In addition, the Tricycle Theatre in Kilburn runs the “Minding the Gap” project, which supports around 200 newly arrived young refugees each year, before they enter mainstream British education. A yearly performance sees participants share parts of their stories with an invited audience, helping them to learn English through drama. What makes Dear Home Office distinct is that the participants initiated the project, rather than an outreach division of a theatre organization seeking contact and recruiting refugee youths—as, for example, in Attic Theatre Company’s creative partnership with the Alternative Education Department in Merton, which supports newly arrived refugee youths.
In January 2016, Dawn, Kate and Rosanna began weekly meetings at one of the supported accommodation locations for unaccompanied minor young men run by Afghan Association Paiwand. Anyone over the age of fifteen was welcome to attend and word soon spread through ESOL classes and friendship circles, until around fifteen male youths were attending every Friday night, in various dribs and drabs. At each session, standard youth work (advocacy themed) and drama activities took place, with the trifold intention of gauging and engaging interest and participation from the young men, gathering research and material for a possible play, and imparting confidence boosting life skills (and good old fashioned fun) with a marginalized group of youths. The outcome of this was that eight young men committed to the project, knowing that the end product would be a show that they would perform in London and the Edinburgh Fringe festival.
The goal of participating in the Edinburgh Fringe always seemed obvious—it is an end point that simultaneously marks the start of something, much like achieving refugee status. Working in English, with some help from Google Translate on phones, Dawn and Rosanna were able to gather information and details that could possibly become the narrative of the show. At times, they asked the boys to show what they wanted in the play through tableaux or role-play and tried to script the essence of what the boys were communicating. At other times, they asked questions and let the boys talk, writing down their memories of seeking asylum, being careful to avoid imparting their own opinions. As writers, Dawn and Rosanna searched for the conflict that would drive the narrative, fact-checking all information they were given with online research and speaking to solicitors and experienced workers in the field. They were also taking into account that the boys in the play would have little or no performance experience and would be working in their second language, but the boys consistently vocalized their trust in them as their theatre-makers.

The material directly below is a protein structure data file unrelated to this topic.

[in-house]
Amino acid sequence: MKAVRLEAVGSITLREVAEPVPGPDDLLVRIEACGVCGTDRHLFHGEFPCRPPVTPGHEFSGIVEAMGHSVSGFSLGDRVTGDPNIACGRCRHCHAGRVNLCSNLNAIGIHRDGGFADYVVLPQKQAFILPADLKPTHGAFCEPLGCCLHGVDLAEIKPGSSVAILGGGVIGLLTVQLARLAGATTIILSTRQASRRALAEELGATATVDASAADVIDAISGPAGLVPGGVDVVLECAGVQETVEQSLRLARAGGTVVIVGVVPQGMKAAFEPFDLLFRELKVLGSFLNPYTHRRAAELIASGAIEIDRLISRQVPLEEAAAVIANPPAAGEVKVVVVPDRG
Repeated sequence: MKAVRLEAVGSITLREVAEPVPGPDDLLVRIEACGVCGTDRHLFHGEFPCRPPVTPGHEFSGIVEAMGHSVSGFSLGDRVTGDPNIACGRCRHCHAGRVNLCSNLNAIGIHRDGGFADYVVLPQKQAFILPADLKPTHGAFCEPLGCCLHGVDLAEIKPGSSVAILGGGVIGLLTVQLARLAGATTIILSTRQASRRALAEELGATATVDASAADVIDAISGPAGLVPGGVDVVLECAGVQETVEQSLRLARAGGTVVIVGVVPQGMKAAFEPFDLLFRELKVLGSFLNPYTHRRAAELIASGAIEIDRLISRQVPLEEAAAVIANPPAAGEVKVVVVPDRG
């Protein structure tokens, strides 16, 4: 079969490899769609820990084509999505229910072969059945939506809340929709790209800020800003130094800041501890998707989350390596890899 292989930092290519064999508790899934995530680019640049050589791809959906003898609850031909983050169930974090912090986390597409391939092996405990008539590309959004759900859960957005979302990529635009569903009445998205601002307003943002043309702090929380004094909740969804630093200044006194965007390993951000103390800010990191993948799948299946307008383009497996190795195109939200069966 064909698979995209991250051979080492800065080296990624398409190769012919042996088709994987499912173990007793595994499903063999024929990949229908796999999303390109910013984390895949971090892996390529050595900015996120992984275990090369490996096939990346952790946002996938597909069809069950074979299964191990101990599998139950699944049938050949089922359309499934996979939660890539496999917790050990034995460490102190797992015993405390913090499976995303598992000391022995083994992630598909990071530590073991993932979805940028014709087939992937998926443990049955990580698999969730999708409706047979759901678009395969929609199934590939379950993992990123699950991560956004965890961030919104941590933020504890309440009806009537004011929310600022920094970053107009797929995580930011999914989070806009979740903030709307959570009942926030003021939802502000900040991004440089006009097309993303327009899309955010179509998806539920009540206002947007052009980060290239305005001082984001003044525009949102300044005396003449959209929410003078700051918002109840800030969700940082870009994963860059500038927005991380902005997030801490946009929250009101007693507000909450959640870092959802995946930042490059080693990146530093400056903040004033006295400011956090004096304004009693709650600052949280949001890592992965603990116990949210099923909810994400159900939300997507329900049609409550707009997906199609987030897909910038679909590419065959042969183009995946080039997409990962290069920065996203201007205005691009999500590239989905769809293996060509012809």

Should the play be about journeys to the UK, even though this felt readily documented by the news media? Should it be about the friendships of the boys who lived in the supported accommodation, even though they weren’t all really close friends? It could have been about the future of the boys, but this wasn’t the information they gave and it wasn’t the story they seemed to want to tell—as in typical teenage fashion, the boys would shrug and say “it’s fine” when asked. Eventually, through as much informal chat outside of the workshops as anything, themes from the boys began to emerge and this was what Dawn, Rosanna and Kate used as the starting point to construct the skeleton of Dear Home Office: leaving home, making new friends, learning English, attending court, being disbelieved, the unreliability of memory, coming of age and holding on to hope.
Every line in the play can be traced back to something that one of the boys has said. It is not a verbatim piece but a negotiation or dialogue, so that an agreement is reached between the theatre makers and the participants, whereby the boys are happy with the representation of their story and we, as theatre makers, feel it is conveyed in a theatrically sound and intellectually challenging way for a paying audience. In reality, this means that Dawn and Rosanna would write something into the script that the boys had said, the boys would read it out loud, edit it and show it back ready to be directed, and a final, authentic but scripted version set. Placing the participants at the centre of the play is central to the project and this is reflected in the shape of the performance itself.
Dear Home Office follows the story of Tariq Ali, a refugee young man who arrives in the UK and seeks asylum on the basis that he has been threatened as a result of a familial affiliation with a political group in his home country. The narrative charts his journey to the UK, his arrival and settling in to the supported accommodation, his first days at a college where he will learn English, and, then, his numerous court appearances and appointments with the Home Office in the process of being age assessed as part of his asylum claim and entitlement to particular services and support. The Tariq narrative is effectively a fictional account as it is an amalgamation of all the boys’ experiences, from their tales of angry neighbors complaining that their music is too loud, to the uncertain outcomes of the court decisions on their asylum cases and shopping for winter coats on the British high street.